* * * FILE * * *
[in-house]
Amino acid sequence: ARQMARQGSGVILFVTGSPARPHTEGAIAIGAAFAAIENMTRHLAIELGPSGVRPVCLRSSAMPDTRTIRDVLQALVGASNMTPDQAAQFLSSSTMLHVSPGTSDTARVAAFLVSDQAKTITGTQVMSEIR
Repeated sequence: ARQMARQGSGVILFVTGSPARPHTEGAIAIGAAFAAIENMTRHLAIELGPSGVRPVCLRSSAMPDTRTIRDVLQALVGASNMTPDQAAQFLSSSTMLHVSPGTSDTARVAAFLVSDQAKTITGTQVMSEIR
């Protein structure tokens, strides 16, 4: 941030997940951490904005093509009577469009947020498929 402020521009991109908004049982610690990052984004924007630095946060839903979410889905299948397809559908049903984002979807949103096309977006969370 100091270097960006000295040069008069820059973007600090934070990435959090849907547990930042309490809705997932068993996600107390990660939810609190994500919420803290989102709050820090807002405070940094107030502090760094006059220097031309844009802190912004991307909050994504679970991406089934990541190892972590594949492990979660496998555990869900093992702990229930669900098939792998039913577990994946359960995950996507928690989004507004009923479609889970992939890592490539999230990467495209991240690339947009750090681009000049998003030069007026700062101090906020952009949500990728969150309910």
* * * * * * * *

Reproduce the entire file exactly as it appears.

[in-house]
Amino acid sequence: ARQMARQGSGVILFVTGSPARPHTEGAIAIGAAFAAIENMTRHLAIELGPSGVRPVCLRSSAMPDTRTIRDVLQALVGASNMTPDQAAQFLSSSTMLHVSPGTSDTARVAAFLVSDQAKTITGTQVMSEIR
Repeated sequence: ARQMARQGSGVILFVTGSPARPHTEGAIAIGAAFAAIENMTRHLAIELGPSGVRPVCLRSSAMPDTRTIRDVLQALVGASNMTPDQAAQFLSSSTMLHVSPGTSDTARVAAFLVSDQAKTITGTQVMSEIR
């Protein structure tokens, strides 16, 4: 941030997940951490904005093509009577469009947020498929 402020521009991109908004049982610690990052984004924007630095946060839903979410889905299948397809559908049903984002979807949103096309977006969370 100091270097960006000295040069008069820059973007600090934070990435959090849907547990930042309490809705997932068993996600107390990660939810609190994500919420803290989102709050820090807002405070940094107030502090760094006059220097031309844009802190912004991307909050994504679970991406089934990541190892972590594949492990979660496998555990869900093992702990229930669900098939792998039913577990994946359960995950996507928690989004507004009923479609889970992939890592490539999230990467495209991240690339947009750090681009000049998003030069007026700062101090906020952009949500990728969150309910």